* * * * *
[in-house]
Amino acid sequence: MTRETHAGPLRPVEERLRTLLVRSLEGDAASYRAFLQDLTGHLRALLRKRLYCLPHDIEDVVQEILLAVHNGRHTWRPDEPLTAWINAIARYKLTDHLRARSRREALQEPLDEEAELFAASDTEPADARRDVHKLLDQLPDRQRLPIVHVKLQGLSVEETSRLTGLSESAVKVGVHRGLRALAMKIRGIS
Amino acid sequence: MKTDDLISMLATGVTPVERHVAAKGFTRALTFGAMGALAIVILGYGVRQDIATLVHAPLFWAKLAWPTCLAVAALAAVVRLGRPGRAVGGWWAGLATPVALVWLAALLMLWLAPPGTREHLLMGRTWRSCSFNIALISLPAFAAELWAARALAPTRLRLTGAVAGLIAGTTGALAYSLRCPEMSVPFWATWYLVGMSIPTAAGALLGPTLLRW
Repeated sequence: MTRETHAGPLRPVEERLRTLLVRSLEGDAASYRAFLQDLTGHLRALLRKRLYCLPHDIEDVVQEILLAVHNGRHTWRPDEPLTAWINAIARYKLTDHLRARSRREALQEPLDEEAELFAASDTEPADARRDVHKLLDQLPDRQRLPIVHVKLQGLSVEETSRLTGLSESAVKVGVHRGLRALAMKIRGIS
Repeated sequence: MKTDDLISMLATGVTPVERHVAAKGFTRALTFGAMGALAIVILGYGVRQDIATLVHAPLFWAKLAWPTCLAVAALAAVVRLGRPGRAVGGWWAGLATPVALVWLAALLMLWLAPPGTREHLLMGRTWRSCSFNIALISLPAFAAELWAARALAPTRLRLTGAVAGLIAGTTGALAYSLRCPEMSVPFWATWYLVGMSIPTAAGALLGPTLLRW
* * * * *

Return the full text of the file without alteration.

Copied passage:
[in-house]
Amino acid sequence: MTRETHAGPLRPVEERLRTLLVRSLEGDAASYRAFLQDLTGHLRALLRKRLYCLPHDIEDVVQEILLAVHNGRHTWRPDEPLTAWINAIARYKLTDHLRARSRREALQEPLDEEAELFAASDTEPADARRDVHKLLDQLPDRQRLPIVHVKLQGLSVEETSRLTGLSESAVKVGVHRGLRALAMKIRGIS
Amino acid sequence: MKTDDLISMLATGVTPVERHVAAKGFTRALTFGAMGALAIVILGYGVRQDIATLVHAPLFWAKLAWPTCLAVAALAAVVRLGRPGRAVGGWWAGLATPVALVWLAALLMLWLAPPGTREHLLMGRTWRSCSFNIALISLPAFAAELWAARALAPTRLRLTGAVAGLIAGTTGALAYSLRCPEMSVPFWATWYLVGMSIPTAAGALLGPTLLRW
Repeated sequence: MTRETHAGPLRPVEERLRTLLVRSLEGDAASYRAFLQDLTGHLRALLRKRLYCLPHDIEDVVQEILLAVHNGRHTWRPDEPLTAWINAIARYKLTDHLRARSRREALQEPLDEEAELFAASDTEPADARRDVHKLLDQLPDRQRLPIVHVKLQGLSVEETSRLTGLSESAVKVGVHRGLRALAMKIRGIS
Repeated sequence: MKTDDLISMLATGVTPVERHVAAKGFTRALTFGAMGALAIVILGYGVRQDIATLVHAPLFWAKLAWPTCLAVAALAAVVRLGRPGRAVGGWWAGLATPVALVWLAALLMLWLAPPGTREHLLMGRTWRSCSFNIALISLPAFAAELWAARALAPTRLRLTGAVAGLIAGTTGALAYSLRCPEMSVPFWATWYLVGMSIPTAAGALLGPTLLRW